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Protocol for a longitudinal twin birth cohort study to unravel the complex interplay between early-life environmental and genetic risk factors in health and disease: the Chongqing Longitudinal Twin Study (LoTiS)
  1. Chao Tong1,2,
  2. Li Wen1,2,
  3. Yinyin Xia2,3,
  4. Pamela Leong4,5,6,
  5. Lan Wang7,
  6. Xin Fan8,
  7. Ting-li Han9,
  8. Jeffrey M Craig5,
  9. Philip Baker5,10,
  10. Richard Saffery4,6,
  11. Hongbo Qi1,2
  1. 1 Department of Obstetrics, The First Affiliated Hospital of Chongqing Medical University, Chongqing, China
  2. 2 Canada-China-New Zealand Joint Laboratory of Maternal and Fetal Medicine, Chongqing Medical University, Chongqing, China
  3. 3 Department of Occupational and Environmental Hygiene, School of Public Health and Management, Chongqing Medical University, Chongqing, China
  4. 4 Cancer, Disease and Developmental Epigenetics, Murdoch Children’s Research Institute, Royal Children’s Hospital, Melbourne, Victoria, Australia
  5. 5 Early Life Epigenetics, Murdoch Children’s Research Institute, Royal Children’s Hospital, Melbourne, Victoria, Australia
  6. 6 Department of Paediatrics, University of Melbourne, Melbourne, Victoria, Australia
  7. 7 Department of Obstetrics, Chongqing Health Centre for Women and Children, Chongqing, China
  8. 8 Department of Pediatrics, Chongqing Health Centre for Women and Children, Chongqing, China
  9. 9 Liggins Institute, University of Auckland, Auckland, New Zealand
  10. 10 College of Medicine, Biological Sciences and Psychology, University of Leicester, Leicester, UK
  1. Correspondence to Professor Hongbo Qi; qihongbo{at}


Introduction Non-communicable diseases (NCD) now represent the major burden of adverse health in most countries. It is clear that much of the risk of such conditions begins very early in life, potentially in utero. Given their complex aetiology, an understanding of the origins of NCD requires an in-depth analysis of the interplay between genetic variation and environment, preferably over time. For decades, twin studies have played a key role in understanding such traits. Their strength lies in the ability to disentangle genetic and environmental factors that contribute to a phenotype. This is done by comparing genetically identical monozygotic (MZ) with dizygotic twins, who share on average 50% of genetic variation, or by comparing MZ twins within a pair. This study aims to determine the relative contributions of genes and environment to early-onset intermediate phenotypes related to later adult onset disease (such as growth and neurodevelopment) and to identify specific biomarkers and time points for emergence of phenotypes from infancy, largely independent of underlying genetic factors.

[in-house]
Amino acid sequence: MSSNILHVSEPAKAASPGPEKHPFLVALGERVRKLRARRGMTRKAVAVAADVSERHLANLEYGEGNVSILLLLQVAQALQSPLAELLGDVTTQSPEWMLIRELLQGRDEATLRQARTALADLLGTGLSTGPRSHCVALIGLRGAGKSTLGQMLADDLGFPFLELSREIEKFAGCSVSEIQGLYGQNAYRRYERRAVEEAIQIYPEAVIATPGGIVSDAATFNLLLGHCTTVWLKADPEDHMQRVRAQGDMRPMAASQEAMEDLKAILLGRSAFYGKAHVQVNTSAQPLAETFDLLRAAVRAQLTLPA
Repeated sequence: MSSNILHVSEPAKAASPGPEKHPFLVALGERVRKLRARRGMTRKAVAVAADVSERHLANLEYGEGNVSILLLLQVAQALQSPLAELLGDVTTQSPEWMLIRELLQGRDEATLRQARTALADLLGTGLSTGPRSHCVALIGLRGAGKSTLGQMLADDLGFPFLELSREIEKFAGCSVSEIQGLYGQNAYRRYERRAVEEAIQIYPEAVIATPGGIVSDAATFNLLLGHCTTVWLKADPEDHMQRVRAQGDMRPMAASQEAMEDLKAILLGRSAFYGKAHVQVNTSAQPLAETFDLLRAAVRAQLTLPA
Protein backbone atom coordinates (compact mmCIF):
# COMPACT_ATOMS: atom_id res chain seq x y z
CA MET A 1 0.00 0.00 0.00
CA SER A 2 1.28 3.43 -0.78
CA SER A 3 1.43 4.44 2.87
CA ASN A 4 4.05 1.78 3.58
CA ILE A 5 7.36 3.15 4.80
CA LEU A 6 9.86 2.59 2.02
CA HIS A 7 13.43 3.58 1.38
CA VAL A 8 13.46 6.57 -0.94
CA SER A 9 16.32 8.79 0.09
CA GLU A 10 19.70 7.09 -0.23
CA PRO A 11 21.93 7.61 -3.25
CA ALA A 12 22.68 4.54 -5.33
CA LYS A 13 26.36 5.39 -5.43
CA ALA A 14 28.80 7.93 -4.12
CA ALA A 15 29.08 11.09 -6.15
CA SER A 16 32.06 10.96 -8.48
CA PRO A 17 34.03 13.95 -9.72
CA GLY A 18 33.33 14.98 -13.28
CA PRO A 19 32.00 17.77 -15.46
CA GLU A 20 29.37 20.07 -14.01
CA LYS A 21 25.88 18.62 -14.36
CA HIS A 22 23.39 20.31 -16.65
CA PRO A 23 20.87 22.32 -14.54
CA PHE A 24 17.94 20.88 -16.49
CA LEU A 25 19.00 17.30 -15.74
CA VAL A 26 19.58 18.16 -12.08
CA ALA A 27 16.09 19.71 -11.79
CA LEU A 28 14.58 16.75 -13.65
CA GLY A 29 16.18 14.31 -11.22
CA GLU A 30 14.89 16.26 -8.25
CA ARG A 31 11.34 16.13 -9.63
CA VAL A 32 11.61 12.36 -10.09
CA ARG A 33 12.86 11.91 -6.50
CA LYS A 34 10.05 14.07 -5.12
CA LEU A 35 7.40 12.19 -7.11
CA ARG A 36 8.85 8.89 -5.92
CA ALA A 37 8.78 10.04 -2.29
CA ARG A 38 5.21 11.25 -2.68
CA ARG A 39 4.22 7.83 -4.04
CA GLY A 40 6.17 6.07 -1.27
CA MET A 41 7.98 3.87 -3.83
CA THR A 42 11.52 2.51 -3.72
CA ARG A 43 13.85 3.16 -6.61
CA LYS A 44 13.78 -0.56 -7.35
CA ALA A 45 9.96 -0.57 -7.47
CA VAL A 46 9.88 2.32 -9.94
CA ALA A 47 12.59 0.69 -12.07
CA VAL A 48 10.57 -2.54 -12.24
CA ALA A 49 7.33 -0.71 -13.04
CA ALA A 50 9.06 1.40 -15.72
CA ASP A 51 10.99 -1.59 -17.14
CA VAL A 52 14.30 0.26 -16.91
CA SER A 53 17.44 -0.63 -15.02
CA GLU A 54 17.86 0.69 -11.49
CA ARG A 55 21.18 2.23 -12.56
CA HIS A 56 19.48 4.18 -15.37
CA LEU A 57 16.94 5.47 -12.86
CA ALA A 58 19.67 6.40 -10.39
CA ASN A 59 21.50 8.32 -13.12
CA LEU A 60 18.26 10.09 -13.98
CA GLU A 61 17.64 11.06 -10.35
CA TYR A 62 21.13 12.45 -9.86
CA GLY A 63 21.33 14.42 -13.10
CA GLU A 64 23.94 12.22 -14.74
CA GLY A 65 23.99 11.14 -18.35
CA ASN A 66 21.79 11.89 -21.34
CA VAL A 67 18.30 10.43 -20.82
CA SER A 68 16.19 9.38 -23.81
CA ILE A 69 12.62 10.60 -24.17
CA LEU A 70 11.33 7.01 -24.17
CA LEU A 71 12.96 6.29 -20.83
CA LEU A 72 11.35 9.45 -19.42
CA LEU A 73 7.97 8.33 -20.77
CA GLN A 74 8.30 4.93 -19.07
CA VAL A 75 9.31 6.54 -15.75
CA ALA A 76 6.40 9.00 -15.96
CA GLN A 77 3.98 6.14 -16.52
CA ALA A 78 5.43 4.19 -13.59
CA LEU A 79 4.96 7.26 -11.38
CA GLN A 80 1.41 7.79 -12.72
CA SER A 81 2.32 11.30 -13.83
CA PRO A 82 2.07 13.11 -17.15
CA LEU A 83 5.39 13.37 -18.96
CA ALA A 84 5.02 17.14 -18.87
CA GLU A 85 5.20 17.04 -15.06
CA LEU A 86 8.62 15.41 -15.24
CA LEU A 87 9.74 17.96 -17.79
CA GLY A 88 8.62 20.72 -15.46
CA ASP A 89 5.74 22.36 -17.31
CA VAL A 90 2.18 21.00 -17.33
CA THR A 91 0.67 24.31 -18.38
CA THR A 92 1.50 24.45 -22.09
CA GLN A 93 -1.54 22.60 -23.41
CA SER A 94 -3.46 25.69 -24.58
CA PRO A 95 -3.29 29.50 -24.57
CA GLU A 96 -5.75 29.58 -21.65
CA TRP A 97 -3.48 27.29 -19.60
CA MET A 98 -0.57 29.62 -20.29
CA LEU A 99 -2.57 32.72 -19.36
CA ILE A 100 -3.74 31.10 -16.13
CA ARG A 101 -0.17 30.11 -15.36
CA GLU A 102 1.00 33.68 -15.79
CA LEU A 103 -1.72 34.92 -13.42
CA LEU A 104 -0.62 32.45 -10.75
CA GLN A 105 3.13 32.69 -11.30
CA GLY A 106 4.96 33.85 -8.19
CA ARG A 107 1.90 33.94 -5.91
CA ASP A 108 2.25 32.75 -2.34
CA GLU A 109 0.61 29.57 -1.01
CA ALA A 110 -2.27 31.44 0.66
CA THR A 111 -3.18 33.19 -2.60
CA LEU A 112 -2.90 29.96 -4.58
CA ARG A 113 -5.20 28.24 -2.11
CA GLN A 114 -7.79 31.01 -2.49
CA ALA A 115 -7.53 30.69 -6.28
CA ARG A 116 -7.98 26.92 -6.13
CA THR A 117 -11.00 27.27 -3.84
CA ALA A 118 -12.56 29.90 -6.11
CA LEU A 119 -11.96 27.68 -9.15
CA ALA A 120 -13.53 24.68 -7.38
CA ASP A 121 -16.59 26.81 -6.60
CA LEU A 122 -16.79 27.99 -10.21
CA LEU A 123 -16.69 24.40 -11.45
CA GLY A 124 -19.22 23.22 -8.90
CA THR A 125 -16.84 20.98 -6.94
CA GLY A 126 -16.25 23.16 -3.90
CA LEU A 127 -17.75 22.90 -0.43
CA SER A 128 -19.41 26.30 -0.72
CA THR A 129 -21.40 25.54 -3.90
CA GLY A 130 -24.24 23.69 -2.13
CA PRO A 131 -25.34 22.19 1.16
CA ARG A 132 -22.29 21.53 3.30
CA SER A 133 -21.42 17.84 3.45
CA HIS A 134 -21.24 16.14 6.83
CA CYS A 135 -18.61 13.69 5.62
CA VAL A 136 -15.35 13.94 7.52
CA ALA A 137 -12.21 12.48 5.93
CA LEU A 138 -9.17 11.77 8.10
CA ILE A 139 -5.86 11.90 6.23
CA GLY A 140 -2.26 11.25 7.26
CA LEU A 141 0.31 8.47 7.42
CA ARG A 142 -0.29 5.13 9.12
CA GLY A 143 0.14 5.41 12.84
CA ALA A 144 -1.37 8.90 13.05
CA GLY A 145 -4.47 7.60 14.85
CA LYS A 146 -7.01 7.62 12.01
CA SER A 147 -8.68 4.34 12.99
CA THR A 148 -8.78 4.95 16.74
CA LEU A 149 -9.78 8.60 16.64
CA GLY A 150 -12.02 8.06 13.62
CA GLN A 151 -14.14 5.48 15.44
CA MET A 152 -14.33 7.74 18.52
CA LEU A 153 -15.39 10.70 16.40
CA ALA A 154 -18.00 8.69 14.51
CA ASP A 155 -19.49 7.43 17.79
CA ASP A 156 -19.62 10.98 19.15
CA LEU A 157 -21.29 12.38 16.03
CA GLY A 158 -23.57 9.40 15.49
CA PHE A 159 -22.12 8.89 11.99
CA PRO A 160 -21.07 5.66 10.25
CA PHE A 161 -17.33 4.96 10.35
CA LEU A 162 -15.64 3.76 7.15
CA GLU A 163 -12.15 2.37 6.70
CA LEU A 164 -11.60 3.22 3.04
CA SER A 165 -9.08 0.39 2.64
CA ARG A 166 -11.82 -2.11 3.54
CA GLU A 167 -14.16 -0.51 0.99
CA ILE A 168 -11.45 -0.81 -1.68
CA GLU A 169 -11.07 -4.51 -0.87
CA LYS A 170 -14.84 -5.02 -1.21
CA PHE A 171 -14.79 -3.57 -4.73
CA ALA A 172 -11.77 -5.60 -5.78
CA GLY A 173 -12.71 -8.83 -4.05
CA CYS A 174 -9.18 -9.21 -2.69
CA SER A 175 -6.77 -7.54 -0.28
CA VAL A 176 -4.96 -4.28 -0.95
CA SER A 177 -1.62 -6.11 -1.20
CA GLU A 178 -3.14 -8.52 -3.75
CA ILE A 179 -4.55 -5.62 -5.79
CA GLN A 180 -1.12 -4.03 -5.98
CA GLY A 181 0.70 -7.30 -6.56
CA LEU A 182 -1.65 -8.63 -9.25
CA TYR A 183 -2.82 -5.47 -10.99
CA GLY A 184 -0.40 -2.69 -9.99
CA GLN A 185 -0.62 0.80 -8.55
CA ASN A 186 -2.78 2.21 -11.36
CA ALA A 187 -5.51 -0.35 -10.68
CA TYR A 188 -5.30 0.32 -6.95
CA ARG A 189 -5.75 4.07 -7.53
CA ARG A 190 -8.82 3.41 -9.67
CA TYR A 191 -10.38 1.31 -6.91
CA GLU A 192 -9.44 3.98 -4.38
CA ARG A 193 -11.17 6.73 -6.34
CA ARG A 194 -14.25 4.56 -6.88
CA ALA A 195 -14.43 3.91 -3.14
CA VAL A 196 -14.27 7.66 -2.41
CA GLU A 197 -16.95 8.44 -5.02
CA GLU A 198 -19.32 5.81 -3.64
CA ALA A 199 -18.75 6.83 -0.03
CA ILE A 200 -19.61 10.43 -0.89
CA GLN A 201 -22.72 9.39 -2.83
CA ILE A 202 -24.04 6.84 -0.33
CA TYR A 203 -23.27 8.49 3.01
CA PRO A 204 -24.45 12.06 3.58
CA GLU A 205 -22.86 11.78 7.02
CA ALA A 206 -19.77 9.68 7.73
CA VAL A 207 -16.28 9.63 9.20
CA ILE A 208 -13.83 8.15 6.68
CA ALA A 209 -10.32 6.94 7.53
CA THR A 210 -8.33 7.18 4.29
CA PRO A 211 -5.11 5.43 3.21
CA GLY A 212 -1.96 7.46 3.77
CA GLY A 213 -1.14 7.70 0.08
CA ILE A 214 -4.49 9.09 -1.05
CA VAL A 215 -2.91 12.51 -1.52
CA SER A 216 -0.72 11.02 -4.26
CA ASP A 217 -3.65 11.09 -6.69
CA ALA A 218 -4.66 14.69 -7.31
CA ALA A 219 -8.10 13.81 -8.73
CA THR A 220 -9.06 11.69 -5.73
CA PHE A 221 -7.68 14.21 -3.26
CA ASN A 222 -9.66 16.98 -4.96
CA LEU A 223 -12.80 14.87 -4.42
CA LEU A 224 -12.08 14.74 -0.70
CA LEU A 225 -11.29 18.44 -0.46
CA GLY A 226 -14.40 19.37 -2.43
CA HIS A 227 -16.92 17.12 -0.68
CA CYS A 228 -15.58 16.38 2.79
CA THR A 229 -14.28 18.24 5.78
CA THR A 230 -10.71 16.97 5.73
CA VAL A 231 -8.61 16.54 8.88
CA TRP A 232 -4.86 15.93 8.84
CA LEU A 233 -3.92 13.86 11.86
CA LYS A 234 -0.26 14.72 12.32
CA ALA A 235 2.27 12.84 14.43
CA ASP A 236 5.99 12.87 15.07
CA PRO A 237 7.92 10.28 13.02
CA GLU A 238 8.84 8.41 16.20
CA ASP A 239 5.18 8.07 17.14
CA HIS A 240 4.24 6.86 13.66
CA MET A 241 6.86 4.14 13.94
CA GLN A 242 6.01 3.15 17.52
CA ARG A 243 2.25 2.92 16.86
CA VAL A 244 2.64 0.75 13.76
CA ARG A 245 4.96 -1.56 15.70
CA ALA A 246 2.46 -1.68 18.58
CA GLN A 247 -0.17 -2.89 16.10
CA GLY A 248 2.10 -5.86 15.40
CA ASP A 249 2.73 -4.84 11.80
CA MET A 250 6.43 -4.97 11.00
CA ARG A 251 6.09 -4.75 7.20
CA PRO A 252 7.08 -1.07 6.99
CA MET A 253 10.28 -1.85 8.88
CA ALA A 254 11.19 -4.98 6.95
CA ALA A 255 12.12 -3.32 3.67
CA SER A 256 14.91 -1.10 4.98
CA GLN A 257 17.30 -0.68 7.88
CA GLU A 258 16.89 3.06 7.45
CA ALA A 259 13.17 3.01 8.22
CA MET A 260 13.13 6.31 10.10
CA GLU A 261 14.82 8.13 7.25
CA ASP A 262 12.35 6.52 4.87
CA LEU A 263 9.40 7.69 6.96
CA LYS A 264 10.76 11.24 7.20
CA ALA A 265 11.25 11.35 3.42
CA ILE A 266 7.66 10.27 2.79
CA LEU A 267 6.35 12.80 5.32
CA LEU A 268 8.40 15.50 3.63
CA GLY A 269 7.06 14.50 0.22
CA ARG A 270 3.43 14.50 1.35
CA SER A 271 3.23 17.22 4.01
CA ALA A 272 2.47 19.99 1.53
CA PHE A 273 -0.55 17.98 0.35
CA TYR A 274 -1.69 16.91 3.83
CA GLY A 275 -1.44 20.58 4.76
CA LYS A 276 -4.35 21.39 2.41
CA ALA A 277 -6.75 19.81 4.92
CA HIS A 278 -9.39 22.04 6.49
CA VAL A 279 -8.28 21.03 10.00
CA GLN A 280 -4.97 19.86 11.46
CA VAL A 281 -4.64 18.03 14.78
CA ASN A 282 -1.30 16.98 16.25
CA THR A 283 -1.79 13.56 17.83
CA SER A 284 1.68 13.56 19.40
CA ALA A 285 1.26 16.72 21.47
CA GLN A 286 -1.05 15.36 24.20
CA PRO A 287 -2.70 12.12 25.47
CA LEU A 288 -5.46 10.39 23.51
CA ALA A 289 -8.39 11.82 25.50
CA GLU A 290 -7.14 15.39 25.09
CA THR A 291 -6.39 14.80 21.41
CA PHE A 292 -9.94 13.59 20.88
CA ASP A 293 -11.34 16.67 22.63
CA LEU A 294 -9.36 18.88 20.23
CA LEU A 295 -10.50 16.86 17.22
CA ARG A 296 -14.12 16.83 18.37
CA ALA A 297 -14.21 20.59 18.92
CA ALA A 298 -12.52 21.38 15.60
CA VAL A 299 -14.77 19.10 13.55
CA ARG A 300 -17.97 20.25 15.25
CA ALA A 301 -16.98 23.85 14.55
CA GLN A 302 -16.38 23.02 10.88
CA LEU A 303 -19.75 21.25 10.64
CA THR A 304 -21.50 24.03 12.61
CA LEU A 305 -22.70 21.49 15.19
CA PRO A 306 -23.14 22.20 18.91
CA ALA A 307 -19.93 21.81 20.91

Methods/design The Chongqing Longitudinal Twin Study (LoTiS) will recruit 300 women pregnant with twins, enriched for MZ pregnancies, with follow-up to 3 years of age. Data collection will be undertaken at key time points in gestation (×3), at delivery and postnatally (×9). Maternal and infant biospecimens including blood, urine, hair, nails and buccal swabs along with measures such as fetal scans and body measurements will be collected. Additional information from questionnaires and medical records includes pregnancy, diet, sociodemographics, maternal stress, and infant growth and neurodevelopment.

Ethics and dissemination This study has been approved by the Ethics Committee of Chongqing Medical University (record no: 201530) and has been registered with the Chinese Clinical Trial Registry (registry no: ChiCTR-OOC-16008203). Results of the recruitment and all subsequent analyses will be submitted for publication in peer-reviewed journals.

Trial registration number ChiCTR-OOC-16008203; Results.

  • twins
  • birth cohort
  • longitudinal
  • epigenetics
  • monozygotic
  • dizygotic

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Strengths and limitations of this study

  • The wealth of longitudinal data and biospecimens collected as part of this study will enable an unparalleled investigation of the factors contributing to early-life health and disease.